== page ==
behavior (trustees rewards higher trust with higher reciprocity). While these experiments take a step into the direction of letting trust relations emerge in a more realistic social interaction setting, most of them were based on repeated pair-wise interactions in a partner design. While they allow taking into account the effect of one’s own past interactions, they neglect randomness of interac- tions within a large population of players. Furthermore, in real life situations;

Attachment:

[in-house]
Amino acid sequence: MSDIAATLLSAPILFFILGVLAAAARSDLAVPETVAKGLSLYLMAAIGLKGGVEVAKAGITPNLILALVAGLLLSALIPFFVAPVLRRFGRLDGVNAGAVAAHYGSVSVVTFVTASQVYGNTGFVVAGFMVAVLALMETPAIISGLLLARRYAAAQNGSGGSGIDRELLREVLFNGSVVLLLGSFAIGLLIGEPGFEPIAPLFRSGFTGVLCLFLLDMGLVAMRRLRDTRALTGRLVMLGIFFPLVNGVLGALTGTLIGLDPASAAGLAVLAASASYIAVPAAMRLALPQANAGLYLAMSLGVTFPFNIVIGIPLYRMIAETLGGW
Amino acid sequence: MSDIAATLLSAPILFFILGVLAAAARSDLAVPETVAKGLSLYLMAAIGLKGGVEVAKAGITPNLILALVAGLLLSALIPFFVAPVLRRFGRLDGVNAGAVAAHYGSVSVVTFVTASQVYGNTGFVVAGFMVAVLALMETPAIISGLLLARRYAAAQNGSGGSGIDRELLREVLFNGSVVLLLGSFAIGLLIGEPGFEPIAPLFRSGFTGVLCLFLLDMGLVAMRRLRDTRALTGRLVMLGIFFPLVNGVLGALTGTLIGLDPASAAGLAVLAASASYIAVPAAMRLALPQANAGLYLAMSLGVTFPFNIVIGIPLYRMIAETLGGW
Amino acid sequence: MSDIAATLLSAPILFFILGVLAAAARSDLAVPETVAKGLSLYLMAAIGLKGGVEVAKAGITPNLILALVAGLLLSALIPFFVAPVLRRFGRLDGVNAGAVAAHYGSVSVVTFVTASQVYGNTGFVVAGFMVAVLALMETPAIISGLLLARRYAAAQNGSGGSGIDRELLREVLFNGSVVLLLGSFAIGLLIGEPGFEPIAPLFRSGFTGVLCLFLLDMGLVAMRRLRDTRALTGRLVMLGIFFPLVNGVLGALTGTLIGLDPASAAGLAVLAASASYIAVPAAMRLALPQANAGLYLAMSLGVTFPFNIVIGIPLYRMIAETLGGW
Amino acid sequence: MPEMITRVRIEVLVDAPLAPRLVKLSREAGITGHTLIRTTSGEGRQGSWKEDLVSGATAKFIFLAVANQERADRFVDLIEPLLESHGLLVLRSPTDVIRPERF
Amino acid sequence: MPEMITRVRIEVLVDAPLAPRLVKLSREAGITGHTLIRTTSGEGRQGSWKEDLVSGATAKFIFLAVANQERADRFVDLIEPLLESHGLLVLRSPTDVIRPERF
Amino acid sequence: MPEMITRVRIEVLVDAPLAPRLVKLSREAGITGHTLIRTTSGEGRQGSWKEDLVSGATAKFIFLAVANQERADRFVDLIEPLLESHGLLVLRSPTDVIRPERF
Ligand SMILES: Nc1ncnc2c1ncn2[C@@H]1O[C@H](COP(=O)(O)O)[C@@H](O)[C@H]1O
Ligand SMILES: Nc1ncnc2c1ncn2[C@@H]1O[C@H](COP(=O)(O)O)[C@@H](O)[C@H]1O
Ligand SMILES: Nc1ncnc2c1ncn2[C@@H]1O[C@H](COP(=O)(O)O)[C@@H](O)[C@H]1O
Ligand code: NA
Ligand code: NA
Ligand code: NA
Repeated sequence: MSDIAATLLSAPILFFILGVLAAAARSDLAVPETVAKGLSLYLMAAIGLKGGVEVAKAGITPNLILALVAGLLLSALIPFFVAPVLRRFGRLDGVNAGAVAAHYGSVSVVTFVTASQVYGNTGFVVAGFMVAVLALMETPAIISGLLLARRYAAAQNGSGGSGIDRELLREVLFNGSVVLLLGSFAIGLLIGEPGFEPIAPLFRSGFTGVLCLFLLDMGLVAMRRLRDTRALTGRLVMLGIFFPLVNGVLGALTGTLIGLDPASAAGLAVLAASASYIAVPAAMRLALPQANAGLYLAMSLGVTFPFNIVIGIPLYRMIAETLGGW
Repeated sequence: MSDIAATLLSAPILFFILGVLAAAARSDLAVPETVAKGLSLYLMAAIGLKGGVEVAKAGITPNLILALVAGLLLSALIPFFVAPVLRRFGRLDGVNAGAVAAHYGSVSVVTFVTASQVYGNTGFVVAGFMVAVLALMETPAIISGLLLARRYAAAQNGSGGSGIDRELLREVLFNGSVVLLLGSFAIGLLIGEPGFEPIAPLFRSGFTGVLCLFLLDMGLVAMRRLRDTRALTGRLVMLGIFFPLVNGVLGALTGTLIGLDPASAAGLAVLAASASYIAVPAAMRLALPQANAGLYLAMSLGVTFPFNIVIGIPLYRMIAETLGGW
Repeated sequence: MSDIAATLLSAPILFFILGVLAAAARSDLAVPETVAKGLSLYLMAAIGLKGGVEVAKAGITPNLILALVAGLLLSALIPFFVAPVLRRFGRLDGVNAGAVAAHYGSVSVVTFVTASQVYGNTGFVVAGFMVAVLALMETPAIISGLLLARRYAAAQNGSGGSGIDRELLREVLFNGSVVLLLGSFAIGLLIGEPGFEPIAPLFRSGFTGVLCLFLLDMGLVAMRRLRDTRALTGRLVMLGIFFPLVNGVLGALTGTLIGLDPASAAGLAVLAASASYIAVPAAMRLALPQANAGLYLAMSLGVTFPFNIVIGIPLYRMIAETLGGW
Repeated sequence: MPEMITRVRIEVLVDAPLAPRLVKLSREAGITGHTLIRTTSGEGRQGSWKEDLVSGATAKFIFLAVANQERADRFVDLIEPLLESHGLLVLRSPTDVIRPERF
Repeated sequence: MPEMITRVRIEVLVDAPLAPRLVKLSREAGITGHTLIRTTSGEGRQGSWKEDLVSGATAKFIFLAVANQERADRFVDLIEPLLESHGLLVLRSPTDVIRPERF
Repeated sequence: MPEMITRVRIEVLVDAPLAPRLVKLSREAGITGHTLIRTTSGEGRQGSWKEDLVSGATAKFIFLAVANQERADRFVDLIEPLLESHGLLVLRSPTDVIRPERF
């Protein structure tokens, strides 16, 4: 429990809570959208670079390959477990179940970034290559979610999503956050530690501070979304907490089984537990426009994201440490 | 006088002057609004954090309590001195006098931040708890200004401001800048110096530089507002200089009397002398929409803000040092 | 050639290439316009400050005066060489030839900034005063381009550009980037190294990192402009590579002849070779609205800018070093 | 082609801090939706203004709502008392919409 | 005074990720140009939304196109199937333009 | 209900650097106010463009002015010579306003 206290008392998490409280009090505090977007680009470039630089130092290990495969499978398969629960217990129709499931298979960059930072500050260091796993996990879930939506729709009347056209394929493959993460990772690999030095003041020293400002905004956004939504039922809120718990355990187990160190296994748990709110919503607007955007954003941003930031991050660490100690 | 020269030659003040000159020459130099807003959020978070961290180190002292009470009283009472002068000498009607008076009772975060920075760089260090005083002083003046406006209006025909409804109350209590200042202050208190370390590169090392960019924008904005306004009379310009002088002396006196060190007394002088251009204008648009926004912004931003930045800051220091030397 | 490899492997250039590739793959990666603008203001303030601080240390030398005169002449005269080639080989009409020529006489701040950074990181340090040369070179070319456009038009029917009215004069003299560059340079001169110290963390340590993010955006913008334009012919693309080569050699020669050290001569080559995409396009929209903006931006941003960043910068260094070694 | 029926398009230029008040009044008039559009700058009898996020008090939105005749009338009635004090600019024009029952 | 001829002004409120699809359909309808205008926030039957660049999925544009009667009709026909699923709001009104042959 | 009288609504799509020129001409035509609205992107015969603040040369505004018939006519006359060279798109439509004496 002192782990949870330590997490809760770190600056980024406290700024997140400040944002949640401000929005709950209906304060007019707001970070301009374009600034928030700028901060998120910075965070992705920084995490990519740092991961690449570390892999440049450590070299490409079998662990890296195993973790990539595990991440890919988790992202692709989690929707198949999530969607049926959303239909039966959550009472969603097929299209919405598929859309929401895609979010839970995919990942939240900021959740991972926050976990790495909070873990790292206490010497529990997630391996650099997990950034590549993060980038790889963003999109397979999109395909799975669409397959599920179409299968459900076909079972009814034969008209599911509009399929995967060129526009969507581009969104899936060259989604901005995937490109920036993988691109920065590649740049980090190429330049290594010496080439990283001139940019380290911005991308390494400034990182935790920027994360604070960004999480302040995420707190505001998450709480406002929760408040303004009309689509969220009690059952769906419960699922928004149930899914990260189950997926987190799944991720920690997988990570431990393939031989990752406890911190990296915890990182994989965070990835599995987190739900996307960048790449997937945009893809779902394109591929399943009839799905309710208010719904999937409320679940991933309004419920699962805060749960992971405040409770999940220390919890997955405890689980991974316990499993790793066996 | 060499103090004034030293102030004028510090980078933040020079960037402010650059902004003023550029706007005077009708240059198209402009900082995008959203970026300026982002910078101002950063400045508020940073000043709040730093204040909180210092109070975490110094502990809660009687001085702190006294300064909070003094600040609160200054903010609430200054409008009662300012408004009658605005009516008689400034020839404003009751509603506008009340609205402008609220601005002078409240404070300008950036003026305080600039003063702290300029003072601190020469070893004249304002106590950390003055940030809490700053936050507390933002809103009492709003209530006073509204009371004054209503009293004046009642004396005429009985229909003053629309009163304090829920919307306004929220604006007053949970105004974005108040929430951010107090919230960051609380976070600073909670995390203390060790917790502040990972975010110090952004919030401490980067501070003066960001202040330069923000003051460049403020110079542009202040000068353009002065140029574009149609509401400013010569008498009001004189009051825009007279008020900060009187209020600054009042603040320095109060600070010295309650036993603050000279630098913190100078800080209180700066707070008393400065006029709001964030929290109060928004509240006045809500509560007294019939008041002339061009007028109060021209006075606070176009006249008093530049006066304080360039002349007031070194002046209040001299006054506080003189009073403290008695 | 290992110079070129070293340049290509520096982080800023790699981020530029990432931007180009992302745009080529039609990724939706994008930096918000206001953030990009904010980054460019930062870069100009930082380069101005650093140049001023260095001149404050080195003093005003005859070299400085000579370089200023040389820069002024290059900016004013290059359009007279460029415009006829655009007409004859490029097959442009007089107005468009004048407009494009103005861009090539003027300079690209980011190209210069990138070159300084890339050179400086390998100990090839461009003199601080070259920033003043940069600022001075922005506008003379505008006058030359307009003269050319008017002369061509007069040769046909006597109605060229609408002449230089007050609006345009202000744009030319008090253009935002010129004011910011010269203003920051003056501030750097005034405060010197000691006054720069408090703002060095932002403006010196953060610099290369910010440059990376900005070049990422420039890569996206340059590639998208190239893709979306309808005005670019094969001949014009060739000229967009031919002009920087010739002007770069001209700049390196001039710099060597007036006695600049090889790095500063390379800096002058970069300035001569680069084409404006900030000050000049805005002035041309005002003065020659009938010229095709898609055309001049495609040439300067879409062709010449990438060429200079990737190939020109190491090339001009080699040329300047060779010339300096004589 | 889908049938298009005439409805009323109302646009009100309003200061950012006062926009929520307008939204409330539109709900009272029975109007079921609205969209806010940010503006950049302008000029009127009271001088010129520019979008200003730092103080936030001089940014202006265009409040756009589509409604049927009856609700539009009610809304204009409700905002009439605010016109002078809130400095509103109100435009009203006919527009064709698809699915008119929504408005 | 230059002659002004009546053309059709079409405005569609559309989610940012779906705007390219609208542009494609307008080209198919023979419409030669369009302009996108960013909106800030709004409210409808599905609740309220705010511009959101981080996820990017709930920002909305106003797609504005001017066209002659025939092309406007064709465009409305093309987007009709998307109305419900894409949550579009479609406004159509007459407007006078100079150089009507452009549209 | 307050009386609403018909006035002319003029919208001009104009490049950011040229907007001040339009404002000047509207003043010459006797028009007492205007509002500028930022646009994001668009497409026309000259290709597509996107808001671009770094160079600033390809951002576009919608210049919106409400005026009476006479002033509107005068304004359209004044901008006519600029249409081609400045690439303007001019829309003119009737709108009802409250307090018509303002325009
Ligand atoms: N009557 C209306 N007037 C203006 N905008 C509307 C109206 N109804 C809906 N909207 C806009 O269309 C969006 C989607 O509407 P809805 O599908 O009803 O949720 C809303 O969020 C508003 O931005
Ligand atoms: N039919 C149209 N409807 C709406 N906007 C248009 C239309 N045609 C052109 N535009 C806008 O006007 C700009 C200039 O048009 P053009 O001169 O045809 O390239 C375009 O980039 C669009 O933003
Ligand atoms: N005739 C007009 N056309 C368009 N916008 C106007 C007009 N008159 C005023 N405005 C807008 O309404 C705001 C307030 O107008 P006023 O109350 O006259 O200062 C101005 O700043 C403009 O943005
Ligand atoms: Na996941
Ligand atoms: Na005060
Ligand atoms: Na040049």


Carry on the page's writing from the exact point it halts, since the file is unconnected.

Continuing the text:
most people have experience both as trustor and as trustee, depending on the situation in which they are currently involved. Playing both roles has been in- vestigated by Burks & al. (2002), who found that trust and reciprocity are lower when subjects play both roles in a one-shot investment game. To our knowledge the only experiment that combines repeated interactions in a large population with both roles was run by Murphy & al. (2006). Their experiment is based on a real-time centipede game with a random assignment of each subject to a new group after each round. Each subject could end the game at any time. Subjects were therefore both in a position to trust other subjects and to be trusted by others. While Murphy & al.’s experiment captures most of the central features of trust relations within a population, subjects do not have to take an explicit decision to trust other players. Furthermore there is no opportunity for recip- rocating trusting decisions in this game.